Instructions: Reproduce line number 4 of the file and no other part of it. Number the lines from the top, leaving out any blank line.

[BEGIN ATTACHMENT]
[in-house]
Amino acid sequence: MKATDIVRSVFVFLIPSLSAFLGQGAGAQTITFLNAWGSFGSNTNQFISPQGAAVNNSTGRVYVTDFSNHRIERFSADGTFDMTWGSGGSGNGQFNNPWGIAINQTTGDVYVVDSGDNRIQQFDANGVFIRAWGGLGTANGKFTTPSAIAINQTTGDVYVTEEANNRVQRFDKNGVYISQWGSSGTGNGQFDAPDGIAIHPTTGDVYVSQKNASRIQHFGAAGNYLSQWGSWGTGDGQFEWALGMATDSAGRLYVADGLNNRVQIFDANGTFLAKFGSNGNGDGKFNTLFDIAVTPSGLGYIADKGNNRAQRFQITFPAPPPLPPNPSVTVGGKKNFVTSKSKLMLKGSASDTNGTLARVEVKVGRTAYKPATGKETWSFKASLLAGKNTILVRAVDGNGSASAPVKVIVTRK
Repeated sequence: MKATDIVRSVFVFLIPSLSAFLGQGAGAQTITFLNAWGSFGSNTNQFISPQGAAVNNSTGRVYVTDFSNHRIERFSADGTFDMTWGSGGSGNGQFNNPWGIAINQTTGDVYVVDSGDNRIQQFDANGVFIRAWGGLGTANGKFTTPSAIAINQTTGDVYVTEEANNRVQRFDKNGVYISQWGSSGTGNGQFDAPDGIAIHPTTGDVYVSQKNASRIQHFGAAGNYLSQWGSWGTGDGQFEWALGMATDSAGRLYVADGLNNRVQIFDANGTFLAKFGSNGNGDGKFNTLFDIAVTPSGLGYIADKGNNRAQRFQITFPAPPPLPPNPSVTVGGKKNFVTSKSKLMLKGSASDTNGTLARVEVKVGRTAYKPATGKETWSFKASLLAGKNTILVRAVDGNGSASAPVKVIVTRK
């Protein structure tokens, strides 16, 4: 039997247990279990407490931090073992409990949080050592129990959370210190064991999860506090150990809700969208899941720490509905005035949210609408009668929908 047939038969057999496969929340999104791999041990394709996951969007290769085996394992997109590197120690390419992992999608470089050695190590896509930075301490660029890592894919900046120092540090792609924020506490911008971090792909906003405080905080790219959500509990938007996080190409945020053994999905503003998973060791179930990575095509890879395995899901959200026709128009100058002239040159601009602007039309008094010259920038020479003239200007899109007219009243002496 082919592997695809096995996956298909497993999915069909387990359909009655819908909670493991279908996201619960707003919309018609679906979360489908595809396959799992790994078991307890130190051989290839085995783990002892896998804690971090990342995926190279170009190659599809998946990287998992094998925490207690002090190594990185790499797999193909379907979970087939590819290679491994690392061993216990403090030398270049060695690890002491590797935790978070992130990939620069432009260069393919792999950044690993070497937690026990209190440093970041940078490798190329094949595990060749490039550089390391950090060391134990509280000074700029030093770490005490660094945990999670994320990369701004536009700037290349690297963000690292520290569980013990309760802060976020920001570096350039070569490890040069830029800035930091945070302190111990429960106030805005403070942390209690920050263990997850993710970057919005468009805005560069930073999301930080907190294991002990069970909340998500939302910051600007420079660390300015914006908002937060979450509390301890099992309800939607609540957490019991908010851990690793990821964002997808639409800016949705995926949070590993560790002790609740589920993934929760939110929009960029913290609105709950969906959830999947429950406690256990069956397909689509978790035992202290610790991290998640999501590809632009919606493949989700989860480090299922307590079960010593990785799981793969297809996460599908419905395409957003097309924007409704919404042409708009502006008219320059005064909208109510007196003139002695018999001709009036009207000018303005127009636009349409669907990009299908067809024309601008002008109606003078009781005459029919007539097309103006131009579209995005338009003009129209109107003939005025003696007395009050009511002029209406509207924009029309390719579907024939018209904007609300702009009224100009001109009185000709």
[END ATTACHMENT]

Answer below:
């Protein structure tokens, strides 16, 4: 039997247990279990407490931090073992409990949080050592129990959370210190064991999860506090150990809700969208899941720490509905005035949210609408009668929908 047939038969057999496969929340999104791999041990394709996951969007290769085996394992997109590197120690390419992992999608470089050695190590896509930075301490660029890592894919900046120092540090792609924020506490911008971090792909906003405080905080790219959500509990938007996080190409945020053994999905503003998973060791179930990575095509890879395995899901959200026709128009100058002239040159601009602007039309008094010259920038020479003239200007899109007219009243002496 082919592997695809096995996956298909497993999915069909387990359909009655819908909670493991279908996201619960707003919309018609679906979360489908595809396959799992790994078991307890130190051989290839085995783990002892896998804690971090990342995926190279170009190659599809998946990287998992094998925490207690002090190594990185790499797999193909379907979970087939590819290679491994690392061993216990403090030398270049060695690890002491590797935790978070992130990939620069432009260069393919792999950044690993070497937690026990209190440093970041940078490798190329094949595990060749490039550089390391950090060391134990509280000074700029030093770490005490660094945990999670994320990369701004536009700037290349690297963000690292520290569980013990309760802060976020920001570096350039070569490890040069830029800035930091945070302190111990429960106030805005403070942390209690920050263990997850993710970057919005468009805005560069930073999301930080907190294991002990069970909340998500939302910051600007420079660390300015914006908002937060979450509390301890099992309800939607609540957490019991908010851990690793990821964002997808639409800016949705995926949070590993560790002790609740589920993934929760939110929009960029913290609105709950969906959830999947429950406690256990069956397909689509978790035992202290610790991290998640999501590809632009919606493949989700989860480090299922307590079960010593990785799981793969297809996460599908419905395409957003097309924007409704919404042409708009502006008219320059005064909208109510007196003139002695018999001709009036009207000018303005127009636009349409669907990009299908067809024309601008002008109606003078009781005459029919007539097309103006131009579209995005338009003009129209109107003939005025003696007395009050009511002029209406509207924009029309390719579907024939018209904007609300702009009224100009001109009185000709």